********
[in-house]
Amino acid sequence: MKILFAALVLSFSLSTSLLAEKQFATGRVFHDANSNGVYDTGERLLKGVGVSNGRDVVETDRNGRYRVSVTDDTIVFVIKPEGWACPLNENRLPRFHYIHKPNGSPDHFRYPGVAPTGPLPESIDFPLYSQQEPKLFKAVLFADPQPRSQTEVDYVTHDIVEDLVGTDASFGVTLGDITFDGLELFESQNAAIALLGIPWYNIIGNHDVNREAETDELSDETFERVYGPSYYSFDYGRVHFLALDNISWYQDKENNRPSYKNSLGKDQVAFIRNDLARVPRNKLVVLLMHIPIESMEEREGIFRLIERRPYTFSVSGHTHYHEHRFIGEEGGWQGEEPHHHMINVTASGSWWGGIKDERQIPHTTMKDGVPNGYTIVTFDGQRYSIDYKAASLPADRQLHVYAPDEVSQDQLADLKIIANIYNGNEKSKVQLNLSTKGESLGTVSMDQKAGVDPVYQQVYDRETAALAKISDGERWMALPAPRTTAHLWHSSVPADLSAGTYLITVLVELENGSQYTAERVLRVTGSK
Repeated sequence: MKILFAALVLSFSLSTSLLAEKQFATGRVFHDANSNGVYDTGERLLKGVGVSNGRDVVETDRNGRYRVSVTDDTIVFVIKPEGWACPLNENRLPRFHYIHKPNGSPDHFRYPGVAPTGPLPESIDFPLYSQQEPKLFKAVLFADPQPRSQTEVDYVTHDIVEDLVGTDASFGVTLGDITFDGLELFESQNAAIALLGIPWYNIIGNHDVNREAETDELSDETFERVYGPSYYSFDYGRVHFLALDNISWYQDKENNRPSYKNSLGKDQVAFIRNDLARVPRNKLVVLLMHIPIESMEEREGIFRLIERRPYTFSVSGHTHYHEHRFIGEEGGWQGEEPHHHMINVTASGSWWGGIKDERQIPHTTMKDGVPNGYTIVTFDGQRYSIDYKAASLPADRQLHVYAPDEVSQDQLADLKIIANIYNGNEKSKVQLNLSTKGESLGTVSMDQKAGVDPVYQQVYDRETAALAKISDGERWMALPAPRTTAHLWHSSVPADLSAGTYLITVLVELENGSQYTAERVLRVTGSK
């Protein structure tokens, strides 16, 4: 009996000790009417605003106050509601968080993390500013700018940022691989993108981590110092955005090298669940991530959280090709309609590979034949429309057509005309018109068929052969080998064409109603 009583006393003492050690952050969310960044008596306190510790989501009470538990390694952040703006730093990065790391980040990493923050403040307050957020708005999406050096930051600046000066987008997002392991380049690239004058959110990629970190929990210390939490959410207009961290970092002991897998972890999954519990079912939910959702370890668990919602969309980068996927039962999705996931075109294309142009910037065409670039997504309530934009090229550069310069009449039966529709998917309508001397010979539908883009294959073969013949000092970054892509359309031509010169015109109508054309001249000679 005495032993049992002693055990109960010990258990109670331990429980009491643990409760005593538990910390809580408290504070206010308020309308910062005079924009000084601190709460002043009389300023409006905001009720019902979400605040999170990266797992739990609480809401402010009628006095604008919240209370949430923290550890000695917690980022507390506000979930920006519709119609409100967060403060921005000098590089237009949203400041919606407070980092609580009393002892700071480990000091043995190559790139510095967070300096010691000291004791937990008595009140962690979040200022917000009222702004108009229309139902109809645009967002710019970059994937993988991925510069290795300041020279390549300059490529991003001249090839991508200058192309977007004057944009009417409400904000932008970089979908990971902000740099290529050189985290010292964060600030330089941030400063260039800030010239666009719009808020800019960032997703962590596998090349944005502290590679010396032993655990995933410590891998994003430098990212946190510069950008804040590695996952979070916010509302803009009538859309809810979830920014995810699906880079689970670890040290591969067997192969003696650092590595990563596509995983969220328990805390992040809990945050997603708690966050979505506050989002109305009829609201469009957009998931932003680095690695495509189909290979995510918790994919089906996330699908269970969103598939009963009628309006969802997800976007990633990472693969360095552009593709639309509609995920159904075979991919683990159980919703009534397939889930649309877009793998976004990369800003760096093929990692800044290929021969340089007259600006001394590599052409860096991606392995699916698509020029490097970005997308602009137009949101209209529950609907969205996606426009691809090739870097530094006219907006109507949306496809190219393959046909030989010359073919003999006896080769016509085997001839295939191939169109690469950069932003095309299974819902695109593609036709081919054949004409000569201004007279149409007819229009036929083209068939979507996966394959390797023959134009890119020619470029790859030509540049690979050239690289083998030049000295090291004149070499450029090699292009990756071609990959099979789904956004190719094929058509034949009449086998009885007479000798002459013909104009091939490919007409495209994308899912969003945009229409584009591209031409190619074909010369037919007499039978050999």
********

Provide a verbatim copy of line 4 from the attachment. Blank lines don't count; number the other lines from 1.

């Protein structure tokens, strides 16, 4: 009996000790009417605003106050509601968080993390500013700018940022691989993108981590110092955005090298669940991530959280090709309609590979034949429309057509005309018109068929052969080998064409109603 009583006393003492050690952050969310960044008596306190510790989501009470538990390694952040703006730093990065790391980040990493923050403040307050957020708005999406050096930051600046000066987008997002392991380049690239004058959110990629970190929990210390939490959410207009961290970092002991897998972890999954519990079912939910959702370890668990919602969309980068996927039962999705996931075109294309142009910037065409670039997504309530934009090229550069310069009449039966529709998917309508001397010979539908883009294959073969013949000092970054892509359309031509010169015109109508054309001249000679 005495032993049992002693055990109960010990258990109670331990429980009491643990409760005593538990910390809580408290504070206010308020309308910062005079924009000084601190709460002043009389300023409006905001009720019902979400605040999170990266797992739990609480809401402010009628006095604008919240209370949430923290550890000695917690980022507390506000979930920006519709119609409100967060403060921005000098590089237009949203400041919606407070980092609580009393002892700071480990000091043995190559790139510095967070300096010691000291004791937990008595009140962690979040200022917000009222702004108009229309139902109809645009967002710019970059994937993988991925510069290795300041020279390549300059490529991003001249090839991508200058192309977007004057944009009417409400904000932008970089979908990971902000740099290529050189985290010292964060600030330089941030400063260039800030010239666009719009808020800019960032997703962590596998090349944005502290590679010396032993655990995933410590891998994003430098990212946190510069950008804040590695996952979070916010509302803009009538859309809810979830920014995810699906880079689970670890040290591969067997192969003696650092590595990563596509995983969220328990805390992040809990945050997603708690966050979505506050989002109305009829609201469009957009998931932003680095690695495509189909290979995510918790994919089906996330699908269970969103598939009963009628309006969802997800976007990633990472693969360095552009593709639309509609995920159904075979991919683990159980919703009534397939889930649309877009793998976004990369800003760096093929990692800044290929021969340089007259600006001394590599052409860096991606392995699916698509020029490097970005997308602009137009949101209209529950609907969205996606426009691809090739870097530094006219907006109507949306496809190219393959046909030989010359073919003999006896080769016509085997001839295939191939169109690469950069932003095309299974819902695109593609036709081919054949004409000569201004007279149409007819229009036929083209068939979507996966394959390797023959134009890119020619470029790859030509540049690979050239690289083998030049000295090291004149070499450029090699292009990756071609990959099979789904956004190719094929058509034949009449086998009885007479000798002459013909104009091939490919007409495209994308899912969003945009229409584009591209031409190619074909010369037919007499039978050999």